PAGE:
Glossary of terms
Here you will find definitions of terms used in resources on the Foodsource website. You will also find these definitions on the right-hand side within chapters. If you have any suggestions for new glossary items, let us know here.
In the context of food system sustainability, the concept of resilience refers to the ability of the food system to cope with and recover from socio-economic or environmental shocks and pressures. A resilient system has a certain degree of toughness and is able to bounce back against or adapt to disturbances. A resilient food system, for example, is able to keep providing food or other outputs such as livelihoods for farmers, drinking water, and biodiversity conservation under conditions of drought, a drop in food prices, war, climate change, the spread of virus in plants or animals, and so on. Resilience can be thought of at different scale levels. For example, what may be considered as resilient on a national level may not be understood to be resilient at a farm level. While some see resilience as synchronous with sustainability, others point out that a resilient system may also be one that resists needed transformation; an unsustainable status quo may in fact be resilient to change.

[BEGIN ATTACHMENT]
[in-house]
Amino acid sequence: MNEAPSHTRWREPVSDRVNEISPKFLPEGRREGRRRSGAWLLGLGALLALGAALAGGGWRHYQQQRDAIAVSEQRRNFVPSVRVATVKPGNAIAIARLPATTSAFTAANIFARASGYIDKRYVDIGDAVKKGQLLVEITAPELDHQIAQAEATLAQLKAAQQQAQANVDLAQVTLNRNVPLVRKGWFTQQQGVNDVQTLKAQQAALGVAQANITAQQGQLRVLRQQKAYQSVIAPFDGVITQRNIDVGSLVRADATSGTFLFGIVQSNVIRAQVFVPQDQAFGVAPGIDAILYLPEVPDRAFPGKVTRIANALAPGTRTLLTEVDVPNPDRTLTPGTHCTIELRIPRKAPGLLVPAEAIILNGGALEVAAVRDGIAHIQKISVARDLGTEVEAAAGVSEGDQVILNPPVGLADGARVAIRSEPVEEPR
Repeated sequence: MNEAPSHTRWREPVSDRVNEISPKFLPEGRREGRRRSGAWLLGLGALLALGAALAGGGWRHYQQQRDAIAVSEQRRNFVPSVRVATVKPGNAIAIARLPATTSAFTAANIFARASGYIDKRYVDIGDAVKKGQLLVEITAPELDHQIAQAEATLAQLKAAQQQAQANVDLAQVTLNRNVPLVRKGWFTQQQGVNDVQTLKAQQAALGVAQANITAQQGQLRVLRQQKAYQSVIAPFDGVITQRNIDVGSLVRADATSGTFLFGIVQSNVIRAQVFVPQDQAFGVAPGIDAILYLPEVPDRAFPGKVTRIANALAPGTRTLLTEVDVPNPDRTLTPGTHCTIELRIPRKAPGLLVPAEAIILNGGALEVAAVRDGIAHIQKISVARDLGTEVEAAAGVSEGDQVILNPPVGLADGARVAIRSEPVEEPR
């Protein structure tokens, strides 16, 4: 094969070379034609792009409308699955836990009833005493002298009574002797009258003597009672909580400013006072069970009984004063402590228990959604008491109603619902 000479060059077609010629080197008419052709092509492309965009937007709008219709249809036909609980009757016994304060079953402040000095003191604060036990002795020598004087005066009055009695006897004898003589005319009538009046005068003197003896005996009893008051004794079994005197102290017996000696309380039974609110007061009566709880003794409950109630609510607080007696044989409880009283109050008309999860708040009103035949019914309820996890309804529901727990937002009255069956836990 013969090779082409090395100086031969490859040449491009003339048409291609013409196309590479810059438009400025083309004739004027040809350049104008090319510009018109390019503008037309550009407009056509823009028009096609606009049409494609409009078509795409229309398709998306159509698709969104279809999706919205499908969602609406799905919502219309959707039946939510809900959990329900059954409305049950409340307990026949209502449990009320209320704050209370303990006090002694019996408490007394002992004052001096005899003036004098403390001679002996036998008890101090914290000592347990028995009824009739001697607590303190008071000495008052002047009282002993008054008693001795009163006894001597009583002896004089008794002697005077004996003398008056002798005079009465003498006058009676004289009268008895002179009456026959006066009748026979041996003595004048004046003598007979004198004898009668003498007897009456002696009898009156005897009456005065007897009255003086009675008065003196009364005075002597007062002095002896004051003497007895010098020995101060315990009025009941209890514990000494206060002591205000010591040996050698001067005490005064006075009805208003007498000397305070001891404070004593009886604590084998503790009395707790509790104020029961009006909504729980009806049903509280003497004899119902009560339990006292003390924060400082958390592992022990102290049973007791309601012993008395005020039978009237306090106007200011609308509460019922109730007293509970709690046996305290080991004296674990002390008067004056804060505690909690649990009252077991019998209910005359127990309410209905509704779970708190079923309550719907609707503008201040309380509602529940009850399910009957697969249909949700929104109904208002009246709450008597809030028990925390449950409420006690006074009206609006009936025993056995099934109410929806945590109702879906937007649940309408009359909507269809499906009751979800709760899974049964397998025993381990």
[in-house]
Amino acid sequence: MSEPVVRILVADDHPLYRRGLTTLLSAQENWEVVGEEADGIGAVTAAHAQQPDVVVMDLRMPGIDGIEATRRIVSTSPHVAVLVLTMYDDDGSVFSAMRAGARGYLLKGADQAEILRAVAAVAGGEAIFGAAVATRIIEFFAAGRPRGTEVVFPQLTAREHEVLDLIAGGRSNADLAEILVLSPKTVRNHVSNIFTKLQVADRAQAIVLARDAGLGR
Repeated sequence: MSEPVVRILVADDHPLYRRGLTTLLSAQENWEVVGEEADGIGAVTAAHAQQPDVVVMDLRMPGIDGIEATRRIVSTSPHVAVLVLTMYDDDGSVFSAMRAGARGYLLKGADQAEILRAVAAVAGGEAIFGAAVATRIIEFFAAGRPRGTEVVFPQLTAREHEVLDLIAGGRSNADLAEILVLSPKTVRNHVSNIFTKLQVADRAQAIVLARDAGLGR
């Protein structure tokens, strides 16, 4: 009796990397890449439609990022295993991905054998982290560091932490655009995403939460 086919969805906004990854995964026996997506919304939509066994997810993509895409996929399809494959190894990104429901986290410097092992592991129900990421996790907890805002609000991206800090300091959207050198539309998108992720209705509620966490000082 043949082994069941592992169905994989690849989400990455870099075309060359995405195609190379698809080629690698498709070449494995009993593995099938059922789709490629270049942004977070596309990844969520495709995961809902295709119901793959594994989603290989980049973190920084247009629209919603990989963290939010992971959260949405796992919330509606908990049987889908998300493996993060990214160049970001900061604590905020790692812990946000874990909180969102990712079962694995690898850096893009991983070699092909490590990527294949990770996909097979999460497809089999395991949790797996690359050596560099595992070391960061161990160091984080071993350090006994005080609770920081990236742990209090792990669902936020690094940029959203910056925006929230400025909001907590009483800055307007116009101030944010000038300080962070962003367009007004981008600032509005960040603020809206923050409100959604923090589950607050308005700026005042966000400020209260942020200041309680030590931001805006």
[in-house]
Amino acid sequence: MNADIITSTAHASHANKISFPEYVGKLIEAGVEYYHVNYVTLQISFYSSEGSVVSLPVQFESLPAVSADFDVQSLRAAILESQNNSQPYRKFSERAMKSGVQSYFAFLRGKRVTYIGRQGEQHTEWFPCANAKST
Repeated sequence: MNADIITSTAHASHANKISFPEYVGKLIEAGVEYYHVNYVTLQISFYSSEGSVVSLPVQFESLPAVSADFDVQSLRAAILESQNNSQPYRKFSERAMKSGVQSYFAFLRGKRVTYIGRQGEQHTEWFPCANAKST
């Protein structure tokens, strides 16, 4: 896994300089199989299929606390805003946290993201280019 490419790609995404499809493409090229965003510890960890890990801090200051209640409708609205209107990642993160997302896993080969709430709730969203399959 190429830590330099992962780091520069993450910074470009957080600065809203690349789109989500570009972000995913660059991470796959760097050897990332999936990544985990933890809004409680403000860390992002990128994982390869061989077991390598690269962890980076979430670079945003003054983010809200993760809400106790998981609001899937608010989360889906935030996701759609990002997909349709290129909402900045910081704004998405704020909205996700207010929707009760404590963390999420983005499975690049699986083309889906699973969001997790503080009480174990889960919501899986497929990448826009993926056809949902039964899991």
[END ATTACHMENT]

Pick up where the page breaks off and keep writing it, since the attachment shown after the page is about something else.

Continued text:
is a mammal with a four-compartmented stomach which enables it to acquire nutrients from plant-based food such as grasses, husks and stalks. Examples of ruminants include cattle, sheep, goats, deer, giraffes and camels. After swallowing, microbes in the ruminant’s rumen (its first stomach compartment) begin fermenting the food. This process generates fatty acids (nutrients which the ruminant absorbs through its rumen walls) and methane, which the ruminant eructs or burps. Through this process, ruminants are able to digest coarse cellulosic material which monogastrics and people cannot. Methane emissions from ruminants are a significant source of greenhouse gasses from ruminant-based livestock systems.